Shawn Arsenault loves his job as a teacher.
So much so that he spent part of his summer teaching in classrooms halfway around the world.
“The experience itself was amazing,” said the Jasper Elementary School teacher of his recent trip to Africa.
Arsenault was one of 16 teachers from Canada, four from Alberta, who were selected to participate in Me To We, an organization which, among other goals, helps to better educate children around the world and give individuals a chance to experience another culture through hands-on experience.
Arsenault spent two and a half weeks in Kenya and in that time had the opportunity to teach a Grade 5 class, the same age group that he works with here in Jasper. The most obvious difference between the two educational settings was the lack of technology, he said.
“Even textbooks are pretty rare there,” Arsenault said. “Kids mostly take notes, listen to the teacher, and repeat what the the teacher says.” Arsenault noted that children often had to share pencils with their classmates because resources were so limited.
Class sizes were another difference that Arsenault had to adjust to. The class he worked with in Kenya had 77 students, compared to the 24 he teaches in Jasper. However, he reflected that the students’ attitudes made the learning environment productive.
“Over there, it was really just about having a simple, basic lesson and they would really enjoy themselves. There’s 77 kids and you could hear a needle drop in the classroom. It was eye-opening to see how kids there value education,” he said of his Kenyan students.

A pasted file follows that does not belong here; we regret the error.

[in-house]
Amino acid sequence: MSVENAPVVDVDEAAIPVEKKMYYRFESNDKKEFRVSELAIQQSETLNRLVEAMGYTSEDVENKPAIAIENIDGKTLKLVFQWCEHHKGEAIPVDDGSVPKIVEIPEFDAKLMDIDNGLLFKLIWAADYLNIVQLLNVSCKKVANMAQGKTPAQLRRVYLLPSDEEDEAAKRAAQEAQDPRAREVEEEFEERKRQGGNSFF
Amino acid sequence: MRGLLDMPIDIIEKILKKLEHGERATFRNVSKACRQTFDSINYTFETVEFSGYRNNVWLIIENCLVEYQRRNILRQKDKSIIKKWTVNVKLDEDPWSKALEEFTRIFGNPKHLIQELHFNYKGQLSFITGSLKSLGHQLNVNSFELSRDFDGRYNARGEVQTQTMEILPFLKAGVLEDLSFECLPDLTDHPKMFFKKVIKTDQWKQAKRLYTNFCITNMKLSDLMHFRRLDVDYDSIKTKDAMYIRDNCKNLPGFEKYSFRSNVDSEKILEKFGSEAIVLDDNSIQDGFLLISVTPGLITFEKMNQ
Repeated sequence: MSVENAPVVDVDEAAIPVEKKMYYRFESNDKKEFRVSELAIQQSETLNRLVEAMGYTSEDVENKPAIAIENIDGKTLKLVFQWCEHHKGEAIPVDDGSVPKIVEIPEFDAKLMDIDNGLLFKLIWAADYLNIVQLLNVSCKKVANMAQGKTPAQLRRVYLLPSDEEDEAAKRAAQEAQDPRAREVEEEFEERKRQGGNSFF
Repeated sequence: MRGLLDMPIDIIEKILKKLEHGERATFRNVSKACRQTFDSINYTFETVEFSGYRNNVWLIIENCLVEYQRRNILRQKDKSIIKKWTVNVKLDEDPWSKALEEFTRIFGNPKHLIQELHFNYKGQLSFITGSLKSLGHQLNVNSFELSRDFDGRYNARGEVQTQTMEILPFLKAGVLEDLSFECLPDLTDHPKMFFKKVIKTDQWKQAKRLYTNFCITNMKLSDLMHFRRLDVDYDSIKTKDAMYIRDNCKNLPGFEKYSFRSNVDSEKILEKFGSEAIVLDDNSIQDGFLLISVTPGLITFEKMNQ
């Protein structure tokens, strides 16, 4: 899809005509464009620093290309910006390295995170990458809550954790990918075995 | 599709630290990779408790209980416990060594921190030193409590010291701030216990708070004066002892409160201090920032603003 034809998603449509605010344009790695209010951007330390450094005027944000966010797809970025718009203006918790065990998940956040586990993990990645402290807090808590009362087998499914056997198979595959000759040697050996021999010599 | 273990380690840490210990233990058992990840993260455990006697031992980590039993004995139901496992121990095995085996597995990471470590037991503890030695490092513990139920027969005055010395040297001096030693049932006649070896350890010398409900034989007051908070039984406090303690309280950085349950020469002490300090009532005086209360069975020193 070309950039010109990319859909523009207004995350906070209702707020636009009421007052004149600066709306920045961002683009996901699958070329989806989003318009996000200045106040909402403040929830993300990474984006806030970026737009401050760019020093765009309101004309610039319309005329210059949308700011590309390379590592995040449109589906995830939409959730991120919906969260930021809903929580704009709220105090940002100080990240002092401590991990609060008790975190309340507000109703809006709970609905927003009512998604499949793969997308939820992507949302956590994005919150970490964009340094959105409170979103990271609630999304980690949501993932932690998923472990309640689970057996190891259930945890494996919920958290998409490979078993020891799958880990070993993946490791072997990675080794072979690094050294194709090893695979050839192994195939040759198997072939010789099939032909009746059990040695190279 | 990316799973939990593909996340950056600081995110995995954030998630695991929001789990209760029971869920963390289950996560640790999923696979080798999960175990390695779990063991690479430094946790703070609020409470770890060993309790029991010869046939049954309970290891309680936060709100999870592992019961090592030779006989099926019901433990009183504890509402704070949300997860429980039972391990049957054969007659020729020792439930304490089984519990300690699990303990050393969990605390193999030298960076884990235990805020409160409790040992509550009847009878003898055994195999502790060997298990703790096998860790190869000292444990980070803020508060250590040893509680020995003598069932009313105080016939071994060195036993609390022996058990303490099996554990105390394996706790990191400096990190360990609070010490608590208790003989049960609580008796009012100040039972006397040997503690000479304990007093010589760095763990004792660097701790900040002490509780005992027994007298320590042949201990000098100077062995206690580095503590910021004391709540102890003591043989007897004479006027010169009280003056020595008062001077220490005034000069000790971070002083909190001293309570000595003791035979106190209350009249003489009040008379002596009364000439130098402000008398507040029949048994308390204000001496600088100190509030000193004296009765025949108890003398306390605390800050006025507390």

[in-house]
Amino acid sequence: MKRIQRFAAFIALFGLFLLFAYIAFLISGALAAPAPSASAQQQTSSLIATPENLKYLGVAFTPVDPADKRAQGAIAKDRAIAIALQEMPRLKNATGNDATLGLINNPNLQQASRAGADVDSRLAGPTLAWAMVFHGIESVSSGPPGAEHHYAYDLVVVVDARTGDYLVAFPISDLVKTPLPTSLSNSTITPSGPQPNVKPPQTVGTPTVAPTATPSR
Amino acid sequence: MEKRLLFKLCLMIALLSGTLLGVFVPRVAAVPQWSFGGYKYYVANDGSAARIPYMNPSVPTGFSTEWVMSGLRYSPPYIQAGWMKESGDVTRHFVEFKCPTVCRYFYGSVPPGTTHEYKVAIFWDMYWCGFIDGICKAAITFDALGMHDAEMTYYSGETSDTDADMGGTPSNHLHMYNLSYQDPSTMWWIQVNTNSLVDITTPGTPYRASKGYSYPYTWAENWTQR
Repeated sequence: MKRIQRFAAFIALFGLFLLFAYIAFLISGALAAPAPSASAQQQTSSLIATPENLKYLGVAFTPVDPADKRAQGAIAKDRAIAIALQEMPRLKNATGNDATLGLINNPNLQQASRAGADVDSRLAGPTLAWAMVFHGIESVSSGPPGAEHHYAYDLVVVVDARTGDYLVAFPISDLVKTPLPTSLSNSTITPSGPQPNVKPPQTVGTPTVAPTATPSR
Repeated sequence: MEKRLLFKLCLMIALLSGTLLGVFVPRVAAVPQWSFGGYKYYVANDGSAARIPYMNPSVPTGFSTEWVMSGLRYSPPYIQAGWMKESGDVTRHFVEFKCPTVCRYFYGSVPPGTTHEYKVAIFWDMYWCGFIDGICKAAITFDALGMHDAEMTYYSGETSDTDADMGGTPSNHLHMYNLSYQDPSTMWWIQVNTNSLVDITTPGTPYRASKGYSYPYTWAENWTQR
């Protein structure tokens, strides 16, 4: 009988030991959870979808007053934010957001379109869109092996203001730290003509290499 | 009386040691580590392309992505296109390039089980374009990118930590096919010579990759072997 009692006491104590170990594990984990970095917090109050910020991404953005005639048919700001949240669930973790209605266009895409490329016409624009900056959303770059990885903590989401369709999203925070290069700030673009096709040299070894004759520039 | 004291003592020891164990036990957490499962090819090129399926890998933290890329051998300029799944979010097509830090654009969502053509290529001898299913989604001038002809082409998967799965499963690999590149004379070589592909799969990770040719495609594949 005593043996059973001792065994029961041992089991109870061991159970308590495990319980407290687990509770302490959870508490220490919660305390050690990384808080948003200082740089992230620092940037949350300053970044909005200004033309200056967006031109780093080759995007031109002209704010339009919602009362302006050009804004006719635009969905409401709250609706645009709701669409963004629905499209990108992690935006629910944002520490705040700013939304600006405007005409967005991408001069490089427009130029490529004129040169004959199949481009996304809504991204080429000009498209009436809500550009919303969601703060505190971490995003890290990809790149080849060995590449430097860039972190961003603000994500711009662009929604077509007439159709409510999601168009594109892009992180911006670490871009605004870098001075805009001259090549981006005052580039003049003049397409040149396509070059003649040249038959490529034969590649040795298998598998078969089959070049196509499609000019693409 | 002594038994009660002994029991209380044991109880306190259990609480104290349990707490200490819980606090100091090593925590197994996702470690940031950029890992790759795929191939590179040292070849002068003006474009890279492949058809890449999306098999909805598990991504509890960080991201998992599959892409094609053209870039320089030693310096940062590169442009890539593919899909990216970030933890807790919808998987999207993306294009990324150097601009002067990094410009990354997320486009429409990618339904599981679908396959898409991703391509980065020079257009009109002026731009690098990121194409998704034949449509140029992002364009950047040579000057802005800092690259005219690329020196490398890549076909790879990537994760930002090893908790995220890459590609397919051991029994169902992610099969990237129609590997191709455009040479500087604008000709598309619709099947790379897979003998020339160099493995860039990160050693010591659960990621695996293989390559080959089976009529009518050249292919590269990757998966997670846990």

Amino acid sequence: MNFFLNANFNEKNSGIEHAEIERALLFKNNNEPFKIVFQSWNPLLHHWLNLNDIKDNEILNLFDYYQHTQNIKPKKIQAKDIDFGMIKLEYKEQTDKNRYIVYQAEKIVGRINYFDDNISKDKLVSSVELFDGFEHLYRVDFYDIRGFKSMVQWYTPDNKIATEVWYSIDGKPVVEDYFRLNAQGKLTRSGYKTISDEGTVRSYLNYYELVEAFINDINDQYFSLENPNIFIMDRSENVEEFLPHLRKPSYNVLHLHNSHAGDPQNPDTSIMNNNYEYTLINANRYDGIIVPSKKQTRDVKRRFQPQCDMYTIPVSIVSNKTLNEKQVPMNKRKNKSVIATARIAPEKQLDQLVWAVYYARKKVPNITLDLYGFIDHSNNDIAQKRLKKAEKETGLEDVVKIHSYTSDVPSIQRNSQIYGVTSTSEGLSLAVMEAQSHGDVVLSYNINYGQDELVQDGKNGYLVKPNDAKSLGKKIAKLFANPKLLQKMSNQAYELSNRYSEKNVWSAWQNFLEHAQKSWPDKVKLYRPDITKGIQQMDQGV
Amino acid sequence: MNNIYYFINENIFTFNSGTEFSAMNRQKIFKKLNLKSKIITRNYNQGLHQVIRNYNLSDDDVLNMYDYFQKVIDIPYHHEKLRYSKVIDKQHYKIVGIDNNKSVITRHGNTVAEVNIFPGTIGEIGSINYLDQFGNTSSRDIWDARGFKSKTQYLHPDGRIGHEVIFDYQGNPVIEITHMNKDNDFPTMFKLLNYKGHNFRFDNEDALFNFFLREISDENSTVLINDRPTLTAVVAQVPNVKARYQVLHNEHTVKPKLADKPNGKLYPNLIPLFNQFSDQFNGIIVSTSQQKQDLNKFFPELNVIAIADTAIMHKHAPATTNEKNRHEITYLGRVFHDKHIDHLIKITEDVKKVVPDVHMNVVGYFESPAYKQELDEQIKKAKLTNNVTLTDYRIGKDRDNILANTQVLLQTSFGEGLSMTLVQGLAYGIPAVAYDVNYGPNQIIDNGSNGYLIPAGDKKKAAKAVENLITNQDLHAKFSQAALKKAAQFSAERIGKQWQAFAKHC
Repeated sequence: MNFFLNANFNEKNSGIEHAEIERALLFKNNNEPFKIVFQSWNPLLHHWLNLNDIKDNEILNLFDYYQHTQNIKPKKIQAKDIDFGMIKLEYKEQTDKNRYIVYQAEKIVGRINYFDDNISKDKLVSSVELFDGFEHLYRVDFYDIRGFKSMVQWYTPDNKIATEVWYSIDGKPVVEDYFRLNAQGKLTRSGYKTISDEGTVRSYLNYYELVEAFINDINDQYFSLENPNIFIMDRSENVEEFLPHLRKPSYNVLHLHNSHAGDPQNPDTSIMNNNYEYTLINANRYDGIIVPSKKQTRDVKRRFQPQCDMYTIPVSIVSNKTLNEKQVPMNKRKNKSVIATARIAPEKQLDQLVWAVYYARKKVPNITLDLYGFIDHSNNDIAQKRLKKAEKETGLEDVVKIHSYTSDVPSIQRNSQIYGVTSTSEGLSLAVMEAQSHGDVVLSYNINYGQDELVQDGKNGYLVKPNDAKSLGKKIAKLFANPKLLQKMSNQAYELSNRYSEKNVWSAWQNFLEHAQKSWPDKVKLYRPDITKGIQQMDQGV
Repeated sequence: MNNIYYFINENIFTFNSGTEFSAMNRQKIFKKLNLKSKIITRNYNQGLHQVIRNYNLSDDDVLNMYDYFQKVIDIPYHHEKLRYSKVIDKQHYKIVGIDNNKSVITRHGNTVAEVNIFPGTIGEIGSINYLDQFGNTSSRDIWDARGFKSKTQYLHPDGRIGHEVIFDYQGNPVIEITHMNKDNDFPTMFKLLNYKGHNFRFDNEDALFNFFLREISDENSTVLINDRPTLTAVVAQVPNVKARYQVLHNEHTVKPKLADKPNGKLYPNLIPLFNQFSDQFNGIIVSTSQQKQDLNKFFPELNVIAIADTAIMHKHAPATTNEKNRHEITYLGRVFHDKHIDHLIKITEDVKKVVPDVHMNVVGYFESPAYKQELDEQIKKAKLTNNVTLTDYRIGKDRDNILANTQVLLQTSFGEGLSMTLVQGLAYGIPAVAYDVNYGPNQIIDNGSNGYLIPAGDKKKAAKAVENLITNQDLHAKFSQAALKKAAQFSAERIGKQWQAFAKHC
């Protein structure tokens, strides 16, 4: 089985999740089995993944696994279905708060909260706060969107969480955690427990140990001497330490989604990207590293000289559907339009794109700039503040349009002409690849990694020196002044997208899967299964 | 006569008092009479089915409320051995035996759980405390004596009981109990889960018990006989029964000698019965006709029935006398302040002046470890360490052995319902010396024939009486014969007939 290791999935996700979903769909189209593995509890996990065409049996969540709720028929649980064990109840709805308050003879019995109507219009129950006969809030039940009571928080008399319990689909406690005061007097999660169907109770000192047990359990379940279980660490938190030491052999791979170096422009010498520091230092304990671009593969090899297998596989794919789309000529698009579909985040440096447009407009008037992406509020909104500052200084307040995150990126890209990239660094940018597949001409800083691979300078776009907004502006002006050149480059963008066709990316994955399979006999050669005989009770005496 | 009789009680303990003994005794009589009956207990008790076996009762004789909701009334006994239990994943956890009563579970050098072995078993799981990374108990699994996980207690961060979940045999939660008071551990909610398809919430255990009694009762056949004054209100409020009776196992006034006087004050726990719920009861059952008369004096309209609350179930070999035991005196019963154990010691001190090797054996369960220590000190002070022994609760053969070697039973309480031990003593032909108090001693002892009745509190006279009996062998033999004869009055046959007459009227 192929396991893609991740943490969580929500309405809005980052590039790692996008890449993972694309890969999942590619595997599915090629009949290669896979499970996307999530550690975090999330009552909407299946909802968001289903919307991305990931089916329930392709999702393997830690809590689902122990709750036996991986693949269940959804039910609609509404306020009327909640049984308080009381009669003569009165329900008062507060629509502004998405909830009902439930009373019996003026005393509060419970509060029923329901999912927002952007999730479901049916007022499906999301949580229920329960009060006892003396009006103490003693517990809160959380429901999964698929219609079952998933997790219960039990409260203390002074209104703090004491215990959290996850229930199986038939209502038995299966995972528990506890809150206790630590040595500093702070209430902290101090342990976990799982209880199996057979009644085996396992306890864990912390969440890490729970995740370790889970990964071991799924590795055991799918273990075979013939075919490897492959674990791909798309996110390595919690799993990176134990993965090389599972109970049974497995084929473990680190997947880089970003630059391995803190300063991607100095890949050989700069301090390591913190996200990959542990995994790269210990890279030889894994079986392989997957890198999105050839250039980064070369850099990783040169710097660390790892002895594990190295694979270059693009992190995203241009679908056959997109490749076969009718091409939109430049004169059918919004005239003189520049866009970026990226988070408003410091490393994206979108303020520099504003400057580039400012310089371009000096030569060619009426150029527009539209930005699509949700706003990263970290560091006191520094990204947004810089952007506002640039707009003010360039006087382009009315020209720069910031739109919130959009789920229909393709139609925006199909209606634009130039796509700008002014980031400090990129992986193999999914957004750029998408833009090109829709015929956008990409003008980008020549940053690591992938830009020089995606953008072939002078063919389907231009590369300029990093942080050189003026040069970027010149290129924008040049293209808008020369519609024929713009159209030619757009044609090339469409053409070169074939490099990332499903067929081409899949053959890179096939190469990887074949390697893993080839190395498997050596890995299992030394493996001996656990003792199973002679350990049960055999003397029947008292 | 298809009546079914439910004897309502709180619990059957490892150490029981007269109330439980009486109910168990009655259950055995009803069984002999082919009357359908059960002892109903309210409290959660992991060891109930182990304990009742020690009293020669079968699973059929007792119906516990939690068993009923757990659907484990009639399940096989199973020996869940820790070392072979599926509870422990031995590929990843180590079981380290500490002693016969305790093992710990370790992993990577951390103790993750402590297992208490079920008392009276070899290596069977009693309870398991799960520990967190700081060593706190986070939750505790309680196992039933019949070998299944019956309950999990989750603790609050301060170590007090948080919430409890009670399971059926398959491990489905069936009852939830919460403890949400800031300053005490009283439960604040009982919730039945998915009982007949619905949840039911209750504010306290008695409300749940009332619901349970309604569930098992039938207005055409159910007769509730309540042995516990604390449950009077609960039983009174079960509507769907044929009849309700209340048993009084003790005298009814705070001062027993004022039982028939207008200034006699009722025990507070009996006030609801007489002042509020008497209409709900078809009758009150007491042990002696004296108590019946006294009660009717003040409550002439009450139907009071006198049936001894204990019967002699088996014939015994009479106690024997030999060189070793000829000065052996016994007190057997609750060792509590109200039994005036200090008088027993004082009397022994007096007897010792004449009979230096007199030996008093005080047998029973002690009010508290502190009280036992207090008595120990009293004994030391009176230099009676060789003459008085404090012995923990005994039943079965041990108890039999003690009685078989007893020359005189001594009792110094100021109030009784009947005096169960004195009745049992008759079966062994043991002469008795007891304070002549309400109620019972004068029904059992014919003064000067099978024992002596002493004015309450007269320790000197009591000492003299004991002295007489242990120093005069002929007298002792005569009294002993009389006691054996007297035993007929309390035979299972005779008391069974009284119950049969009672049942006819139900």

When Arsenault wasn’t teaching, he was helping to lay the foundation of a new schoolhouse. The heavy work included hauling water from the closest water source to the site where the concrete was being mixed.
Arsenault also participated in several cultural activities while in Kenya, including a water walk that entailed fetching water for one of the local families. Women in the area of the country that Arsenault visited often walk up to six kilometres round trip to bring water into their homes. They haul water in twenty litre jugs that they have to carry with straps across their foreheads.
“It was one of my favourite moments when we got back with the water and the woman said that we had given her a two day break because we had gotten all that water for her family,” Arsenault said.